1.3    Facilitative ADR

In facilitative ADR, the neutral does not render a binding decision nor does he or she actually “reach the merits” of a dispute. Instead, a neutral serves more as a referee or advisor to the parties, to encourage discussion, dialogue, and settlement. The three most common forms of facilitative ADR are mediation, conciliation, and consensus building.

Mediation: Mediation is the least adversarial form of ADR. The mediator helps the parties identify real issues, frame the discussion, and generate options for settlement. The goal of mediation is to provide a “win-win” resolution, enabling both parties to obtain a satisfactory remedy. Mediators come from a number of different backgrounds, but most are practicing attorneys, familiar with the underlying subject matter of a conflict. Mediation can be utilized at all stages of a dispute, whether before or during trial or throughout the appellate process.

Of all the types of ADR, “[m]ediation has emerged as the primary ADR process in the federal district courts.”[†]  Most federal jurisdictions offer some form of mediation and many require it. Mandatory mediation either requires parties to engage in mediation in certain cases or creates disincentives for parties to decline it. The cases in which parties are often required to participate in mediation include family law cases such as divorce proceedings, farm mortgages cases, collective bargaining disputes, agricultural producer-distributor bargaining, and medical malpractice cases. In fact, “[m]ediation is most frequently mandated for those disputes . . . which courts despair of handling well and whose continuation is commonly thought to affect those not at the bargaining table.”  Even when parties are not required to engage in mediation, courts may nonetheless have incentives to encourage mediation, such as imposition of costs or the leveling of sanctions on parties that opt-out. Some courts have even gone so far as to find that failure to engage in mediation deprives the court of subject matter jurisdiction to hear the parties’ case.[‡]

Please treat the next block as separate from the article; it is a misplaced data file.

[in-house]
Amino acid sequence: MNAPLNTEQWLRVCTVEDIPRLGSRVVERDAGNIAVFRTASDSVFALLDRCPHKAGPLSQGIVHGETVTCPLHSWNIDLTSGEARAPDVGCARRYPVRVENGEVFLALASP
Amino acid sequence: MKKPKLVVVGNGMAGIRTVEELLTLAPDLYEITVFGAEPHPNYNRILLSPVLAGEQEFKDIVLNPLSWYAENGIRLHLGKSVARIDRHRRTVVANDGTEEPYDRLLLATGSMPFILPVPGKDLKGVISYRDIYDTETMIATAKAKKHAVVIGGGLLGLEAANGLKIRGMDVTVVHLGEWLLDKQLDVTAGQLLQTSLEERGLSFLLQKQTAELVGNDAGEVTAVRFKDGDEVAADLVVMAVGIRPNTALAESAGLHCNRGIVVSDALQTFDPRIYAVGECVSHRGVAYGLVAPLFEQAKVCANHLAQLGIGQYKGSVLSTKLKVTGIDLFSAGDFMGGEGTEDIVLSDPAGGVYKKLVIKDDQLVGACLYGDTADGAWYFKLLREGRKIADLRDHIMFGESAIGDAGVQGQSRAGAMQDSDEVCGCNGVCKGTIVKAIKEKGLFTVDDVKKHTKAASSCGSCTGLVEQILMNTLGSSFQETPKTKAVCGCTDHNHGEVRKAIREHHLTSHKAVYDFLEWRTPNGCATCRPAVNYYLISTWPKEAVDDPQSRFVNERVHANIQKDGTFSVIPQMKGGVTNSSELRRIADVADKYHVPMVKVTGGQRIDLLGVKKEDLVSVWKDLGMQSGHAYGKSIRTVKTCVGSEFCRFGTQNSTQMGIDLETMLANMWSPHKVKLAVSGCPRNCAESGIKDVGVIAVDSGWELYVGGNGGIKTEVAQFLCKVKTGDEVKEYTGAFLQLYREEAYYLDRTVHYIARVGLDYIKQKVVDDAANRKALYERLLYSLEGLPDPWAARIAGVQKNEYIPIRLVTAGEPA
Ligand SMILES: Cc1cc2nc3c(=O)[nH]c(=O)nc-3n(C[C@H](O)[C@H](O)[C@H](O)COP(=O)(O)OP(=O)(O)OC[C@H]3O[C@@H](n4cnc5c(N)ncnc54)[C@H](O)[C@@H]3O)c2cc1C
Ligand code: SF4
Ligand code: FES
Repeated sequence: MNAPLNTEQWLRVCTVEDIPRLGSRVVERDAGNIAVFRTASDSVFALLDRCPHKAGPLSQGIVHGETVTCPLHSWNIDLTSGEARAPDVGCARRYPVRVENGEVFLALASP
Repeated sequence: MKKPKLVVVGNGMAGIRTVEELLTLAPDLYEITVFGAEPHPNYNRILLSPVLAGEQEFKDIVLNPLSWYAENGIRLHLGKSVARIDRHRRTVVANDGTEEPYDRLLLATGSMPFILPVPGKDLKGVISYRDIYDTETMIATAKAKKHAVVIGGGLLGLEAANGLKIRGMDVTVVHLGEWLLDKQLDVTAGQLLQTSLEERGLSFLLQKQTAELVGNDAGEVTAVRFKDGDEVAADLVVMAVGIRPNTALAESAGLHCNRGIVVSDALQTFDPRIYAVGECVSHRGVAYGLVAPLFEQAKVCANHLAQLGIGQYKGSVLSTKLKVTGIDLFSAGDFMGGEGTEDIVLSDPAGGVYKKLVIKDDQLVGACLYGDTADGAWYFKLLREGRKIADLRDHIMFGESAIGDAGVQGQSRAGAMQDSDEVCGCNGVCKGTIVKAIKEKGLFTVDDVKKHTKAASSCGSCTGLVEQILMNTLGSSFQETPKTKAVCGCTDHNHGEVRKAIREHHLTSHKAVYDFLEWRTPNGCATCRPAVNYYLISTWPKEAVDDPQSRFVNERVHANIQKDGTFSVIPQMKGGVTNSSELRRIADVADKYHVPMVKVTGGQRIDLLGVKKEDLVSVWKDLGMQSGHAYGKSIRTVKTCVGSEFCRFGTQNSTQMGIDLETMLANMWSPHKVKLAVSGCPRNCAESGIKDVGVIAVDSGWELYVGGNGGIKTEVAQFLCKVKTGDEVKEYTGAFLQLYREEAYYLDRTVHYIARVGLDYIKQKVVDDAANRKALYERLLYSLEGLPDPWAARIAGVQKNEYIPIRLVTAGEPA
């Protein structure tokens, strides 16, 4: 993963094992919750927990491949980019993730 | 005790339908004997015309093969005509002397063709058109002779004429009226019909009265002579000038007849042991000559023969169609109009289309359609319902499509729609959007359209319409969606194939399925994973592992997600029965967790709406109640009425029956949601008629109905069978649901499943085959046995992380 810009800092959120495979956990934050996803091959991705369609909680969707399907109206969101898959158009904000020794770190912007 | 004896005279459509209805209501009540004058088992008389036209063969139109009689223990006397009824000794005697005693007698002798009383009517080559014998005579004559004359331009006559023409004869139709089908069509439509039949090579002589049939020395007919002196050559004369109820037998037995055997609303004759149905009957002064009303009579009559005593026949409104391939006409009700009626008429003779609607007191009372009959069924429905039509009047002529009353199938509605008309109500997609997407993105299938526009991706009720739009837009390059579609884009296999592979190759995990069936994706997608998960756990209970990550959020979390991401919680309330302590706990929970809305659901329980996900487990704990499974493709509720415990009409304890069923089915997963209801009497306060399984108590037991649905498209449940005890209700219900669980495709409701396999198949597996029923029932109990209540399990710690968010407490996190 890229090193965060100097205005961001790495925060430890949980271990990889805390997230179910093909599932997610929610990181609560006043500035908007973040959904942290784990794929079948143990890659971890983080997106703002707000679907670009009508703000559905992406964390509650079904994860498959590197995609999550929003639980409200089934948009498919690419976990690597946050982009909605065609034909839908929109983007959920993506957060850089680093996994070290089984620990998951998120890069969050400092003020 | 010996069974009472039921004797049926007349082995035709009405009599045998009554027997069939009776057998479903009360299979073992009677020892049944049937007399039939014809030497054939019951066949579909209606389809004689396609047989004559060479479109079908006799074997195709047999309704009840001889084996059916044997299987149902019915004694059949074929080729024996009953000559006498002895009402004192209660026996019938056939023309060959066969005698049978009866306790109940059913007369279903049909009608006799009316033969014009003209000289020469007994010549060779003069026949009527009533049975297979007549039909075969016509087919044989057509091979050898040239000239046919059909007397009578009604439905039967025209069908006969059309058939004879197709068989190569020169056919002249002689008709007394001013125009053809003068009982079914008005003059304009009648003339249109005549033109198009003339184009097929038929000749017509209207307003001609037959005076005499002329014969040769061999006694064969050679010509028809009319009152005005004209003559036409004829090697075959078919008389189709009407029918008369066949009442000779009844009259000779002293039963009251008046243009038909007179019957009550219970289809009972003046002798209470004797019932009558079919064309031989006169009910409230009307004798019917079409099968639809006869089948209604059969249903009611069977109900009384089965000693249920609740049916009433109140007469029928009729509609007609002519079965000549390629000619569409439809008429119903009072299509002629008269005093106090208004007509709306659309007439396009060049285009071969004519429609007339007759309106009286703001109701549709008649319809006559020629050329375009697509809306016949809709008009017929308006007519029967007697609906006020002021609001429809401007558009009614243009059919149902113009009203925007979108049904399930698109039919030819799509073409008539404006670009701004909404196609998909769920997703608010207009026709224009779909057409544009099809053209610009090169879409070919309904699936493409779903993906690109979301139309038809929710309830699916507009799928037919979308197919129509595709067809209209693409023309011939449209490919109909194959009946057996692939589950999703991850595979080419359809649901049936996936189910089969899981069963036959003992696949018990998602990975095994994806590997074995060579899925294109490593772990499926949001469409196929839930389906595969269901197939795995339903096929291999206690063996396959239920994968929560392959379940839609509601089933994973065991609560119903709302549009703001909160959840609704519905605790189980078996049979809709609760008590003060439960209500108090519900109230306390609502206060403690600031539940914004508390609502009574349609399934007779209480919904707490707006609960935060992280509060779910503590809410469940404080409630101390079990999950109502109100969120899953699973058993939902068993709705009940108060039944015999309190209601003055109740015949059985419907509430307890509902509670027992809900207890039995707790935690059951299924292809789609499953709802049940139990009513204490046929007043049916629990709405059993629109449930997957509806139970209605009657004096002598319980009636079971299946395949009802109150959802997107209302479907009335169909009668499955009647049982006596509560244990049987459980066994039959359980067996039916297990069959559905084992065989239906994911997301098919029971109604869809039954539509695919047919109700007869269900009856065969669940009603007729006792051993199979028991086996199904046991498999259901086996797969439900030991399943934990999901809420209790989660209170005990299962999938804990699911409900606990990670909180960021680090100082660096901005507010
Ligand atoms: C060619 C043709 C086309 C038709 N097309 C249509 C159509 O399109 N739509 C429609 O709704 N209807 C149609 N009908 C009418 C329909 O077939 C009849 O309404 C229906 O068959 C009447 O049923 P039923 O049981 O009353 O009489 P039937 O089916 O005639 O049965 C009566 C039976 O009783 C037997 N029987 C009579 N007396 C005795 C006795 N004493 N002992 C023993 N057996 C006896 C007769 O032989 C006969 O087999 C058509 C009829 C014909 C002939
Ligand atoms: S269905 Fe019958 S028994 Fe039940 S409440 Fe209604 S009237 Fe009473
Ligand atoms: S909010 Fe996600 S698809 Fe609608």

Conciliation: Conciliation is very similar to mediation, with much less formality. While mediation may entail regular meetings between the parties, conciliation may be as informal as a telephone call. Moreover, conciliation usually assumes that the parties have already achieved some form of reconciliation and that the relationship has been mended, requiring only that the details of the matter be resolved.

Consensus Building: Consensus building may be thought of as mediation on a large scale where a large number of parties are involved and representatives may be charged to appear and obtain decisions on behalf of their constituencies. Consensus building may proceed over an extended period of time. In these situations, because of the sheer number of parties involved, individuals may not attend the actual deliberations, but send a representative. 


While ADR as a system has gone through a number of iterations in the United States, the ultimate purpose of the many types of ADR remains similar to that of the early common law equivalents—to provide parties with a satisfactory resolution of a conflict short of formal court proceedings.  It is for this purpose that ADR continues to be an important and popular option for individuals and businesses in the United States.


  1. Valerie A. Sanchez, Towards a History of ADR: The Dispute Processing Continuum in Anglo-Saxon England and Today, 11 Ohio St. J. on Disp. Resol. 1, 16 (1996).
  2. Jerome T. Barrett, A History of Alternative Dispute Resolution: The Story of a Political, Cultural, and Social Movement 41 (2004).
  3. Cole, McEwen and Rogers, Mediation: Law, Policy, and Practice § 5:1 (3d ed.).
  4. Kimberlee K. Kovach, Mediation: Principles and Practice 6 (2d ed. 2000).

[*] For arbitration see Ian Macneil, Richard Speidel and Thomas J. Stipanowich, Federal Arbitration Law: Agreements, Awards & Remedies Under the Federal Arbitration Act (1994).

[†] Elizabeth Phlapinger & Donna Stienstra, ADR and Settlement in the Federal District Courts 4 (1996).

[‡] See Blackmon-Malloy v. United States Capitol Police Bd., 338 F. Supp. 2d 91 (D.D.C. 2004).

About the Author(s)

Michael McManus

Drinker Biddle & Reath LLP

Brianna Silverstein

Drinker Biddle & Reath LLP